Older appliances-not teenagers-are most wasteful
Want to save some serious cash on your electric bills-without banishing family members who forget to turn off lights? If you're like most homeowners, you're probably not even aware that "energy gobblers" are lurking in your basement, your kitchen or your garage, and they're eating up your money!
The biggest culprits are old refrigerators. If you use a "retired" fridge to store frozen foods, holiday dinners and "emergency" six-packs, the best advice is to get rid of it. How much could you save by throwing out that still-functional dinosaur? More than $100 per year is possible and, because homeowners typically hold on to refrigerators for 20 years or more, that adds up to a whopping $2,000-or more. If your refrigerator is even 10 years old, it will be due for replacement in a few years anyway, and in the meantime you could be saving a lot of energy-and dollars. Old washing machines, clothes dryers and air conditioners are almost as bad, especially if they're relics from the 1970s, before environmental awareness brought about serious energy-efficiency improvements in appliances. These energy gobblers shouldn't find a safe haven in any home. And don't even think of passing your bogeys on to someone else. If you read the news, you know that energy shortages affect everyone.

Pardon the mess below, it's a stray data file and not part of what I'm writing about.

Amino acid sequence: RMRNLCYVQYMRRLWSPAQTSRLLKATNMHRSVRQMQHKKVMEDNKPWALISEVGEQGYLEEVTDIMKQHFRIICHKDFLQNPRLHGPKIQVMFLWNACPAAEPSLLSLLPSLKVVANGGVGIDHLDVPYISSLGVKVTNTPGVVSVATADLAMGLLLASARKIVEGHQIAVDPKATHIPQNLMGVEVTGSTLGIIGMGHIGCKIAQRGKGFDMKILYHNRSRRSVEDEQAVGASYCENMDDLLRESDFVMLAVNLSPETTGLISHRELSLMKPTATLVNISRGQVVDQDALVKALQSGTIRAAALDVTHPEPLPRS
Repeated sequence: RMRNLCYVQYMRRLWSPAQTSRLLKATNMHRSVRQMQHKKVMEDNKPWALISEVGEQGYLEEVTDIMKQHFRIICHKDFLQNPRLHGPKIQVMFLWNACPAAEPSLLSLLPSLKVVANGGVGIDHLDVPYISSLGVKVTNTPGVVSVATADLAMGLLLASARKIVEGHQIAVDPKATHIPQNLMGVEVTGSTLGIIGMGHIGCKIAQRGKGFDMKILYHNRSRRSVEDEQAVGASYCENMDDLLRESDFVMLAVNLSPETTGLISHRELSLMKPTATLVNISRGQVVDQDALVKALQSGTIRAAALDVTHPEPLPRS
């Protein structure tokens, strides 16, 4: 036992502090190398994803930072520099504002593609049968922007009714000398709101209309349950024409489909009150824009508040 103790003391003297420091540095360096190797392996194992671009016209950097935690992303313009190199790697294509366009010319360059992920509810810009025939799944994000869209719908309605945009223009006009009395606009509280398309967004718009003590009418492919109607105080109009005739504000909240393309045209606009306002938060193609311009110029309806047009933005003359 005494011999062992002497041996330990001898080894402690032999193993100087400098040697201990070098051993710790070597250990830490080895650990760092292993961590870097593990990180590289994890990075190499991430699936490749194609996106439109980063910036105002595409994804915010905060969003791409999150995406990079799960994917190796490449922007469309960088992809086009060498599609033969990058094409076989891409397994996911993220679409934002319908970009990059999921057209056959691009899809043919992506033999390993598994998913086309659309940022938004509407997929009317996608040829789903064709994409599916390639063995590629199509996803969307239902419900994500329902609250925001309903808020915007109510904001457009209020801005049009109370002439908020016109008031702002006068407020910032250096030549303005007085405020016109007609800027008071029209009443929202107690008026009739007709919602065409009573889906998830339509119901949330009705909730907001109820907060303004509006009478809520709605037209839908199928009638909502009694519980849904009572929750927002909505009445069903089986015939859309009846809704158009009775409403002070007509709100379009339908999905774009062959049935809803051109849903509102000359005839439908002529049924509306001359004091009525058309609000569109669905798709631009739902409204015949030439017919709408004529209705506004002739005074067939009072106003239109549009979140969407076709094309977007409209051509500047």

Home appliances are far more energy-efficient now than they were even a few years ago. Manufacturers today employ a variety of methods to improve their efficiency, such as increasing the amount of copper in motor windings. The extra copper, which helps by decreasing electrical resistance, adds a small incremental cost to the motor but pays big dividends in reduced electricity bills over the life of the appliance.
The Price of Efficiency
Energy-efficient appliances don't necessarily cost more to buy. Shoppers can find energy-saving models suitable for every budget.
When you shop for a new appliance, pay special attention to the yellow EnergyGuide labels that are required on most new major appliances. The labels are based on U.S. government tests and include estimated energy-use costs as well as comparisons to similar appliances. Of course, the actual operating cost of any appliance depends on how you use it and your local utility rates, but the information found on the labels is both dependable and helpful.